The Wedding Banquet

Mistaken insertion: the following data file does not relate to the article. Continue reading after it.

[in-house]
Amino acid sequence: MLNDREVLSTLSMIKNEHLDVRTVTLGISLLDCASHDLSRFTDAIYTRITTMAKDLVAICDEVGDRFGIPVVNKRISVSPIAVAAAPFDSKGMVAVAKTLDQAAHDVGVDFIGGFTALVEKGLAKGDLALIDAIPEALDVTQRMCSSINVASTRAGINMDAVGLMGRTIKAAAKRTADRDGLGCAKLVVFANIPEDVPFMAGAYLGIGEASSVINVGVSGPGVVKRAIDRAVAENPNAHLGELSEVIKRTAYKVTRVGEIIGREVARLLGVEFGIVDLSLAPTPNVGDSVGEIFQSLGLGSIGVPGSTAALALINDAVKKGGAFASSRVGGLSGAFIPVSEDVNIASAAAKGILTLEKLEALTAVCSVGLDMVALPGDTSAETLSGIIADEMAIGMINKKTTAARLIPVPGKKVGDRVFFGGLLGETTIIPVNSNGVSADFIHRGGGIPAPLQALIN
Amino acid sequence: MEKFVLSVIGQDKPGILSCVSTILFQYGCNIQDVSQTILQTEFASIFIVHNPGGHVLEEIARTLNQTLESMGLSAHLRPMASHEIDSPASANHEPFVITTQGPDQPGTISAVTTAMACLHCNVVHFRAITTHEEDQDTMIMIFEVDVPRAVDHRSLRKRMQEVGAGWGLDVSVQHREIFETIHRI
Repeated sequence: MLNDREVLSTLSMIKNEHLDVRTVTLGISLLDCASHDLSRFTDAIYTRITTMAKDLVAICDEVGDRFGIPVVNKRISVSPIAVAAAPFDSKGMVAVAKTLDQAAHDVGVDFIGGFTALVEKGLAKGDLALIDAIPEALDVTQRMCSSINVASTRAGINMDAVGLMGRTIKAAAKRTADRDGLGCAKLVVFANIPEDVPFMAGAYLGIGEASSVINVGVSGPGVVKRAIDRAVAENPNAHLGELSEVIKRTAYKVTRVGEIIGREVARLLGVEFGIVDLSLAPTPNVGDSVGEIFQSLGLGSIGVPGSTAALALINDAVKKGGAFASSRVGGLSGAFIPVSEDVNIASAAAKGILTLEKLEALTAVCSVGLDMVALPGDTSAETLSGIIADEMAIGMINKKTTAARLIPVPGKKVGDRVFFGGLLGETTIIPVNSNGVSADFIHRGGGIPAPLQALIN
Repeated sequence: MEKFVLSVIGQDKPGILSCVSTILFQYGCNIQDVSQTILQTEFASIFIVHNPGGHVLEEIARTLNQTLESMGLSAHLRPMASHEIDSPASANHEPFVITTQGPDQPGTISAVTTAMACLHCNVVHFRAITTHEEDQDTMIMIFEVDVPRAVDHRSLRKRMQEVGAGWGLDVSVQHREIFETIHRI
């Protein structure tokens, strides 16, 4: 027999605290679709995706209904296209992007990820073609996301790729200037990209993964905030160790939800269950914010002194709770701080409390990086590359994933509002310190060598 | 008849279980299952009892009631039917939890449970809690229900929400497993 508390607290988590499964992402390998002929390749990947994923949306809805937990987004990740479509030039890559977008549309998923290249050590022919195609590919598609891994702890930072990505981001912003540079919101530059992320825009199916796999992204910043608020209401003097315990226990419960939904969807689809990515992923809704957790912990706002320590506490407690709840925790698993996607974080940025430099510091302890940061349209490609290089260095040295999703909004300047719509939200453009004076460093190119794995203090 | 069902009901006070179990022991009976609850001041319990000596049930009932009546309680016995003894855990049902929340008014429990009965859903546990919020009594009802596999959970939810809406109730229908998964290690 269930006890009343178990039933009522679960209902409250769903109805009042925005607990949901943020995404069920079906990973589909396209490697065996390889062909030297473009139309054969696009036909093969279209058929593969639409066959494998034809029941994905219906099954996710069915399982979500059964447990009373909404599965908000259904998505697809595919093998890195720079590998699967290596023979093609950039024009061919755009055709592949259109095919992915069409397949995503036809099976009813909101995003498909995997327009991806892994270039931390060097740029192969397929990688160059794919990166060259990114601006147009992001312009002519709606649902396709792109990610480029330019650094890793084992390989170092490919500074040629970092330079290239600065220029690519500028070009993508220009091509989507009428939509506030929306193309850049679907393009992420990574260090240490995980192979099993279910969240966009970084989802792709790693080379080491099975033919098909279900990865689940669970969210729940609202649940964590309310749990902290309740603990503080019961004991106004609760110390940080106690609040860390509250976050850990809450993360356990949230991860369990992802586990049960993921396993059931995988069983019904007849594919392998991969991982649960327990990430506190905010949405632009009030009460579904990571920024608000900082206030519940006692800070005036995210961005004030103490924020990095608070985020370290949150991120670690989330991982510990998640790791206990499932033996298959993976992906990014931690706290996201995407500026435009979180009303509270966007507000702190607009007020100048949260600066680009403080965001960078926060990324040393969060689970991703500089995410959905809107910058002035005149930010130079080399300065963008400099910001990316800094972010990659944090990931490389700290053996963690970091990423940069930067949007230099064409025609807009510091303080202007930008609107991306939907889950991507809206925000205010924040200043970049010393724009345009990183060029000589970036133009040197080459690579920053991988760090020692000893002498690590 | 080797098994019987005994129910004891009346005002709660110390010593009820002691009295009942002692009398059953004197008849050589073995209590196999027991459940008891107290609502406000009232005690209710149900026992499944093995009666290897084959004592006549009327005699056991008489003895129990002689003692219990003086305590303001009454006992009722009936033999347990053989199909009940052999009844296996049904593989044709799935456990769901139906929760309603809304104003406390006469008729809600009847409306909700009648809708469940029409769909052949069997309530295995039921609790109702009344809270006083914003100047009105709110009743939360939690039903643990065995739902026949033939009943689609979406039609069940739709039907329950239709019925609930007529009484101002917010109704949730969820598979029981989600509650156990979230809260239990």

In today's post-"Queer Eye" world, the story of The Wedding Banquet reads like a stale sitcom plot: A gay man with a loving partner can't tell his parents the truth about his lifestyle, so he cooks up a fake marriage with a conveniently desperate woman, only to have it all blow up in his face. But in 1993, when Ang Lee's sweet dramedy first graced art-house screens, it was a much fresher tale and the good news is that it's aged remarkably well. Most of that is thanks to Lee's heartfelt script (co-written by Neil Peng and James Schamus) and strong performances from the lead actors. Winston Chao stars as Wai Tung, a budding Taiwanese real estate mogul who's been living happily in Manhattan with his Caucasian lover Simon (Mitchell Lichtenstein) for the past five years. Wai Tung rolls his eyes at his traditional parents' attempts at matchmaking until he discovers that his father, a retired army general, has had a stroke and held on for just one reason: to see his grandchild born. Enter Wai Tung's tenant/friend Wei Wei (May Chin), a starving artist who'd do anything for a green card. Before you can say "I do," the pair are swapping vows at City Hall in front of Simon and Wai's parents, Mr. and Mrs. Gao (Sihung Lung and Ah Lei Gua). But naturally the plan isn't quite as straightforward in practice as it seemed on paper, and complications not the least of which is a giant wedding banquet in the couple's honor rapidly ensue. The actors make all of the chaos and misunderstandings feel as genuine, funny, and painful as they would in real life. Chao and Lichtenstein are completely convincing as a devoted couple who find their love stressed to the breaking point by the layers of secrecy Wai Tung has concocted to "protect" his parents. Lee broke some cinematic ground by portraying their relationship as honestly as he did; Wai Tung and Simon live the same way that any happy couple does with bursts of passion amid domestic tranquility. Unfortunately, Chin is a little too shrill and petulant as Wei Wei (it's hard to understand why Wai Tung and Simon are so fond of her, frankly), but Lung and Gua are both excellent. In the new retrospective featurette included on MGM's Wedding Banquet DVD, Lee explains that he based most of Mr. and Mrs. Gao's dialogue on conversations he's had with his own traditional parents, which explains why their lines seem so authentic. It's easy to see why the director still holds this film so close to his heart: Few contemporary romantic comedies have dealt with themes of love, culture, and sexuality in such a genuine, engaging way. All that said, The Wedding Banquet's strengths lie in it's script and characters, not its cinematography; the widescreen anamorphic (1.85:1) transfer is fine, but nothing special. Audio options include the original English/Mandarin soundtrack (Dolby Digital mono) and English, French, and Spanish subtitles. Extras include the featurette and the original theatrical trailer. Keep-case.